Appellant Jane Brown appeals from the grant of summary judgment in favor of appellee Charles Vernon Rowe and further alleges as error the striking of two counter affidavits which the trial court held to be untimely filed.
Appellant purchased a house from appellee and claims that after closing the sale, she became aware of certain patent and latent defects in the foundation. Appellant brought suit against the seller on the theories of fraud and deceit and fraudulent concealment. Appellee moved for summary judgment, and partial summary judgment was granted in his favor as to alleged patent defects. The trial court took under advisement the remaining issue of latent defects. Additional discovery was initiated by both parties, and a hearing on the remaining summary judgment issues was scheduled for March 26, 1985. Appellee served notice on appellant at least 30 days prior to the time fixed for the hearing.
On March 20, 1985, appellant requested a continuance of the March 26th hearing on the basis that she had not received answers to certain interrogatories. At appellant's request, the trial court heard argument on the continuance motion on March 25, 1985, one day prior to the scheduled summary judgment hearing. Appellant was timely served with answers to the interrogatories that were to be the basis for the continuance. Appellant argued that additional time was needed, nonetheless, to obtain further discovery from an unknown insurance agent. The trial court entered an oral order, subsequently reduced to writing, granting the motion for continuance "for the sole and express purpose of allowing plaintiff to make discovery as to the existence and identity of an insurance agent mentioned in the defendant's deposition." Appellee consented to the continuance solely for the limited purpose enunciated by the court. A new hearing date of April 12, 1985, was scheduled.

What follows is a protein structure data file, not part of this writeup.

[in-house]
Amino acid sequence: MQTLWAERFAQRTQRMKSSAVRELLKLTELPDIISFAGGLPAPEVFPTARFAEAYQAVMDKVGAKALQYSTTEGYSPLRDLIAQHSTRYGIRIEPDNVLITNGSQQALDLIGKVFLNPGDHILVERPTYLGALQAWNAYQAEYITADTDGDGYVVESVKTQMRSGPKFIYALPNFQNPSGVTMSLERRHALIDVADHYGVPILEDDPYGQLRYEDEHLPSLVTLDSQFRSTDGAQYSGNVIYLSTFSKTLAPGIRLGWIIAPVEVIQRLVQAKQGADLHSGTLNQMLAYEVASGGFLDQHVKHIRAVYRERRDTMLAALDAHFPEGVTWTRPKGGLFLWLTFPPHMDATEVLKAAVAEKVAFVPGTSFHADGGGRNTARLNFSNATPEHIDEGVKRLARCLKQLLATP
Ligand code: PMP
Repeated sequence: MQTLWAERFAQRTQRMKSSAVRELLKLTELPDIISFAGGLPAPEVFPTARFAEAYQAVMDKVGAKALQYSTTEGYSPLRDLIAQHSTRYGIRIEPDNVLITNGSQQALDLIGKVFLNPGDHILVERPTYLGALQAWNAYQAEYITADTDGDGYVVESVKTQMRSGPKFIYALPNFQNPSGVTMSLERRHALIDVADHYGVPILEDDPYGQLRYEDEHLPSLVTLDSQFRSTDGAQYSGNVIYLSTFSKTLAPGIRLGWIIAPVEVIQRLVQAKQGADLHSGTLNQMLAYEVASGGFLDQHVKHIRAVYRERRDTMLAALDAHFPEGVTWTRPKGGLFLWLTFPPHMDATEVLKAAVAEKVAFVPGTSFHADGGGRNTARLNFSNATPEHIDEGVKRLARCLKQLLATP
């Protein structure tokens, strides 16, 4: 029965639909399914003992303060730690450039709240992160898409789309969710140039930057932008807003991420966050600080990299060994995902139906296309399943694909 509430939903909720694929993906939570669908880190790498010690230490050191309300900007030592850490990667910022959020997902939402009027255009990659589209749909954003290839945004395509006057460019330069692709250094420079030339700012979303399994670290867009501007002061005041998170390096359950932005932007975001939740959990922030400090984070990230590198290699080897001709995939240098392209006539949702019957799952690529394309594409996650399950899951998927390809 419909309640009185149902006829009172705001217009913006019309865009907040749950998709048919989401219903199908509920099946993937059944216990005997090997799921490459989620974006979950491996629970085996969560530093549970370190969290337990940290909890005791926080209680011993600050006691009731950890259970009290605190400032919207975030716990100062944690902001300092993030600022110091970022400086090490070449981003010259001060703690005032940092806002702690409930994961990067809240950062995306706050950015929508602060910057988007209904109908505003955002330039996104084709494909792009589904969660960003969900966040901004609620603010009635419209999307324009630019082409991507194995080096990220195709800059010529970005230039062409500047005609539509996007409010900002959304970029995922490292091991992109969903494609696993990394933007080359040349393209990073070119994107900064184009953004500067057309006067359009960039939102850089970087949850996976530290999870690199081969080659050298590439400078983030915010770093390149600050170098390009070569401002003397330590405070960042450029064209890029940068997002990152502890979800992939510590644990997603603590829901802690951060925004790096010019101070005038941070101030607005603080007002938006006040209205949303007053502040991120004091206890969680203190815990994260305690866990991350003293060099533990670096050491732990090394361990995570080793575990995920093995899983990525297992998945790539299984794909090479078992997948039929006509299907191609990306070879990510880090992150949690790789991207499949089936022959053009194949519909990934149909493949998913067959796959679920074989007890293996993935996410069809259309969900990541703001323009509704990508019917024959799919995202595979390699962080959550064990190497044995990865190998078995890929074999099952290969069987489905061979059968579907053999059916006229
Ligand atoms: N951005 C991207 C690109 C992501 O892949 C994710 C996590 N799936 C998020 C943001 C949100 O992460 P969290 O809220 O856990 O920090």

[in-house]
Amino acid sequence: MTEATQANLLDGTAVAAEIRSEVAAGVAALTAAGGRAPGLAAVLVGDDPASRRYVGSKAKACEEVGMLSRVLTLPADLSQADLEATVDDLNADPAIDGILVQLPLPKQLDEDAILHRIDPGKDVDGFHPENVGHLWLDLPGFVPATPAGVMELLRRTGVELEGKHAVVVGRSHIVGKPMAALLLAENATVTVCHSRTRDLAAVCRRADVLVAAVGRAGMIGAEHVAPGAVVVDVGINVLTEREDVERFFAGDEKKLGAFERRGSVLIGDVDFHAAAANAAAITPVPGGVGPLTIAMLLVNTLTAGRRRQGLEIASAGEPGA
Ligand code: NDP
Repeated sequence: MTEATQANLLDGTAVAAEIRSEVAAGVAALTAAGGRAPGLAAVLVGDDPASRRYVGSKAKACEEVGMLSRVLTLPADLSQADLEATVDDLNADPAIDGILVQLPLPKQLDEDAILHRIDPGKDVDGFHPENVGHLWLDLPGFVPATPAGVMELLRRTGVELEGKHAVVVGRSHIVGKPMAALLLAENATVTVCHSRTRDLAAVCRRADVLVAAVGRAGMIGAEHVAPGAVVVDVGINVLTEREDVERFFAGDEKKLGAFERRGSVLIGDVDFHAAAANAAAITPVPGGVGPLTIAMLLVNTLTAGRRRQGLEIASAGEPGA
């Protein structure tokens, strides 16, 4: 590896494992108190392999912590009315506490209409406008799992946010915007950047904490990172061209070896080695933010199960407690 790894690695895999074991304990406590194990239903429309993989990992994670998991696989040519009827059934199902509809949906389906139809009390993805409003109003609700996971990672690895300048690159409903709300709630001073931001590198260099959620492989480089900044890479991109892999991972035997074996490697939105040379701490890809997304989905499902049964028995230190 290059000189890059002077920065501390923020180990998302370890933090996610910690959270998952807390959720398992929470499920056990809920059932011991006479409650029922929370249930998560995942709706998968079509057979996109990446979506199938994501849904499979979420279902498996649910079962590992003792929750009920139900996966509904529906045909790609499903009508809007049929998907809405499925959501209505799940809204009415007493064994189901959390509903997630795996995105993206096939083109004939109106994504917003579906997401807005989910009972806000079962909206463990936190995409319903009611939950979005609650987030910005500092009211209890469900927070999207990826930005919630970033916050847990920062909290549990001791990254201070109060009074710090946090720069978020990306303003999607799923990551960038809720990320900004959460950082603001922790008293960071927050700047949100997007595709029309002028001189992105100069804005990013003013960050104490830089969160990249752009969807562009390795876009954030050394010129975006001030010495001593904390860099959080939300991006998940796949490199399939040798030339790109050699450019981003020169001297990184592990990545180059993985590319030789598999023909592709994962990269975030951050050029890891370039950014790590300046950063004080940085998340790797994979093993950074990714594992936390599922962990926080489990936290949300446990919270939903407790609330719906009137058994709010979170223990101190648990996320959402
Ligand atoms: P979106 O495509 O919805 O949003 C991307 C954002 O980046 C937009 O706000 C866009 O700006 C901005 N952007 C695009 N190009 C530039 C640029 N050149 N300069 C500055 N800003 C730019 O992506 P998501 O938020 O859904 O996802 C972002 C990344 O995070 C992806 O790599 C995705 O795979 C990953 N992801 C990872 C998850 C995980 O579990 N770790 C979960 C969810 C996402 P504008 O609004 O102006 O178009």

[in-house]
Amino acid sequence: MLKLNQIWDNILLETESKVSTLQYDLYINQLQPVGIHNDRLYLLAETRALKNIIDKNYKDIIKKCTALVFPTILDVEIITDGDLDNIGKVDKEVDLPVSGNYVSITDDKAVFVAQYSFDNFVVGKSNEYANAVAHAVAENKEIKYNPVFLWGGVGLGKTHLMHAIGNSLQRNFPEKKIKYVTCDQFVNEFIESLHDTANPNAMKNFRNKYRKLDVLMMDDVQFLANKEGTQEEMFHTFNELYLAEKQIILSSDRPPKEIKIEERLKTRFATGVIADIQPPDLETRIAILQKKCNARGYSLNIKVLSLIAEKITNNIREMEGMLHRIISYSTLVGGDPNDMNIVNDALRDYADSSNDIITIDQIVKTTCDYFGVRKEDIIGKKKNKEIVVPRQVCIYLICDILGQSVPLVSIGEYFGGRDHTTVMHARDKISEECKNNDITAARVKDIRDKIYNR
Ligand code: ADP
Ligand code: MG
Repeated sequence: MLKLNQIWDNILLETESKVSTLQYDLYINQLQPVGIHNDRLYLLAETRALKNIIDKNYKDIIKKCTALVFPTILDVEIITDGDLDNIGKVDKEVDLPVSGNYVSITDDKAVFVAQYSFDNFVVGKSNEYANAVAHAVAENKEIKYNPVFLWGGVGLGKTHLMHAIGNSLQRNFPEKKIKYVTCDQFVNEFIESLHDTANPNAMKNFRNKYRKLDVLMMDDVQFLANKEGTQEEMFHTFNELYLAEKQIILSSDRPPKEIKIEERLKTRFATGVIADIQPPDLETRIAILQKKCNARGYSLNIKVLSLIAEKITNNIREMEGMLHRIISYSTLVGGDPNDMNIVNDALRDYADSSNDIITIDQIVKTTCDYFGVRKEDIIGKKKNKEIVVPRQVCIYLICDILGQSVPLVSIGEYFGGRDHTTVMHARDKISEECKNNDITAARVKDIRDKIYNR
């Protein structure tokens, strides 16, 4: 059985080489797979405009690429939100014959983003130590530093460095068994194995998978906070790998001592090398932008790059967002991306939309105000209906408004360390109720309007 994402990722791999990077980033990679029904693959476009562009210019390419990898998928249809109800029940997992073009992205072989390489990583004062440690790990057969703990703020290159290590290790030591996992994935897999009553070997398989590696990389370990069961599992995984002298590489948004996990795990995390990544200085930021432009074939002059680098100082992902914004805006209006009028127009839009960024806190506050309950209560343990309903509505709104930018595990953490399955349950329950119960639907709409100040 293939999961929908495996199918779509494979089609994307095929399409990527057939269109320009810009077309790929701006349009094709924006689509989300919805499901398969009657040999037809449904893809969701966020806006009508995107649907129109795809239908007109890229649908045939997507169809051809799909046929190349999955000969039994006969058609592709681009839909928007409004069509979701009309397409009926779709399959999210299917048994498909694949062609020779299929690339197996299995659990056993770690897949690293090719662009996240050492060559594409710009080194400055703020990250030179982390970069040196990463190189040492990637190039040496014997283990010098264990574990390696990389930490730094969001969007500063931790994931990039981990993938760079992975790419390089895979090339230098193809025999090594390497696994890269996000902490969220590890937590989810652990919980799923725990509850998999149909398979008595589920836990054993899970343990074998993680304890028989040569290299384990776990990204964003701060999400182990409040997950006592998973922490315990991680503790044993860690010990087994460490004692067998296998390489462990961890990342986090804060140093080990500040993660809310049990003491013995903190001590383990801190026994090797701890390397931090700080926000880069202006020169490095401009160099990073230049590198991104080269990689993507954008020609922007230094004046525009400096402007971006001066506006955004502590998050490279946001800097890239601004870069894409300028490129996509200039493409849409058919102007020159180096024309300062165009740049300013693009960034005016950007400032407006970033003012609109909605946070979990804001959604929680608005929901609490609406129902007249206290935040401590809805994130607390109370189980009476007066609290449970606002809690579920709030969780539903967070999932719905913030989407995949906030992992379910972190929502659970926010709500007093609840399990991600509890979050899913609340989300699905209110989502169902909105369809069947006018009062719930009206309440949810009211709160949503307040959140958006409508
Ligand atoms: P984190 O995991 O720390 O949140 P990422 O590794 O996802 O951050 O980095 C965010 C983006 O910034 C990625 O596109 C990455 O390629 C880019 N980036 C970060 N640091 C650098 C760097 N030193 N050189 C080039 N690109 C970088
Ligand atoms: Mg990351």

On April 10, 1985, appellee was served with the counter affidavits of the plaintiff and of a building contractor, Jerry Booker. It is undisputed that appellant was aware of the existence of Mr. Booker for at least the four preceding months. Neither affidavit related to the insurance agent, who was the alleged reason for the continuance. Two days later, the rescheduled summary judgment hearing was conducted. At the outset, appellee presented a motion to strike the two affidavits and the motion was granted. Argument was heard from both parties on the remaining summary judgment issue. At the conclusion of the hearing, summary judgment was granted in favor of appellee. Appellant appeals from that order.
1. Appellant claims that the trial court erred in striking the affidavit of Jerry Booker. The motion to strike was granted because the trial court determined that the Booker affidavit had been untimely filed in violation of the understanding previously reached between the court and the parties. The sole and express purpose in granting appellant's request for a continuance was to enable her to pursue further discovery regarding the insurance agent. That purpose was confirmed in a March 20, 1985, letter to counsel and the court. It is beyond dispute that appellant understood and agreed to the narrow terms of the continuance. It was, therefore, implicit that all additional discovery was required to be completed within the time dictates of the Civil Practice Act (OCGA 9-11-6